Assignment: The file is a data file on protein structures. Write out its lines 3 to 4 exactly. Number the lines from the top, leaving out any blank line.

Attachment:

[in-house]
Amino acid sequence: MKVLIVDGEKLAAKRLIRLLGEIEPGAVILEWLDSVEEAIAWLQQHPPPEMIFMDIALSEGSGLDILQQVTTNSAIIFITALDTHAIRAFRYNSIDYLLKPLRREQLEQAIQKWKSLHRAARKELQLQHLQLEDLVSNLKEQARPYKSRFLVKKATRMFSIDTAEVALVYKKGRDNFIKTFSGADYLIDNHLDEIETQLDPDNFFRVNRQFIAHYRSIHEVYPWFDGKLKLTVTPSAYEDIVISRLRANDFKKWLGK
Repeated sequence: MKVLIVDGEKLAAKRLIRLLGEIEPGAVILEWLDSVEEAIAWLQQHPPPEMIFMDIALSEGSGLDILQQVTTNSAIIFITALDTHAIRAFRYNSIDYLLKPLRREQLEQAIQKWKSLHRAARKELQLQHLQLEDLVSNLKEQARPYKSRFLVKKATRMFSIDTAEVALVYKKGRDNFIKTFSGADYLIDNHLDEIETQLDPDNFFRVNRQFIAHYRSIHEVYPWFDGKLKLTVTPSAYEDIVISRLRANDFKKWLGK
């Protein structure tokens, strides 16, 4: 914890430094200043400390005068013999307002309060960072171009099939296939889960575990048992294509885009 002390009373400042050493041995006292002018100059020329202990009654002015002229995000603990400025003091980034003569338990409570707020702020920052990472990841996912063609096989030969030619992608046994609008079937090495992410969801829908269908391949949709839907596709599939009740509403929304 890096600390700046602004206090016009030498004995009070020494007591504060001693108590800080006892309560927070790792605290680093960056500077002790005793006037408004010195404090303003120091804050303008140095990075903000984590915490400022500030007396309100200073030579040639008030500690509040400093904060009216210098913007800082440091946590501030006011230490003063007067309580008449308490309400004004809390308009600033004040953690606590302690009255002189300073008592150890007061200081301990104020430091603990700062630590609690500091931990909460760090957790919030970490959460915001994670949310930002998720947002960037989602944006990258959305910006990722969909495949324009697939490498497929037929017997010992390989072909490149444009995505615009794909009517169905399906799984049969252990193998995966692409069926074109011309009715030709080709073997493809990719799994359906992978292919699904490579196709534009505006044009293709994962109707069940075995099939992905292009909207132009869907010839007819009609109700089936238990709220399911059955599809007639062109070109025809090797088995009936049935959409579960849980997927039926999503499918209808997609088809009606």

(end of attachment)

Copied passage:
Repeated sequence: MKVLIVDGEKLAAKRLIRLLGEIEPGAVILEWLDSVEEAIAWLQQHPPPEMIFMDIALSEGSGLDILQQVTTNSAIIFITALDTHAIRAFRYNSIDYLLKPLRREQLEQAIQKWKSLHRAARKELQLQHLQLEDLVSNLKEQARPYKSRFLVKKATRMFSIDTAEVALVYKKGRDNFIKTFSGADYLIDNHLDEIETQLDPDNFFRVNRQFIAHYRSIHEVYPWFDGKLKLTVTPSAYEDIVISRLRANDFKKWLGK
């Protein structure tokens, strides 16, 4: 914890430094200043400390005068013999307002309060960072171009099939296939889960575990048992294509885009 002390009373400042050493041995006292002018100059020329202990009654002015002229995000603990400025003091980034003569338990409570707020702020920052990472990841996912063609096989030969030619992608046994609008079937090495992410969801829908269908391949949709839907596709599939009740509403929304 890096600390700046602004206090016009030498004995009070020494007591504060001693108590800080006892309560927070790792605290680093960056500077002790005793006037408004010195404090303003120091804050303008140095990075903000984590915490400022500030007396309100200073030579040639008030500690509040400093904060009216210098913007800082440091946590501030006011230490003063007067309580008449308490309400004004809390308009600033004040953690606590302690009255002189300073008592150890007061200081301990104020430091603990700062630590609690500091931990909460760090957790919030970490959460915001994670949310930002998720947002960037989602944006990258959305910006990722969909495949324009697939490498497929037929017997010992390989072909490149444009995505615009794909009517169905399906799984049969252990193998995966692409069926074109011309009715030709080709073997493809990719799994359906992978292919699904490579196709534009505006044009293709994962109707069940075995099939992905292009909207132009869907010839007819009609109700089936238990709220399911059955599809007639062109070109025809090797088995009936049935959409579960849980997927039926999503499918209808997609088809009606």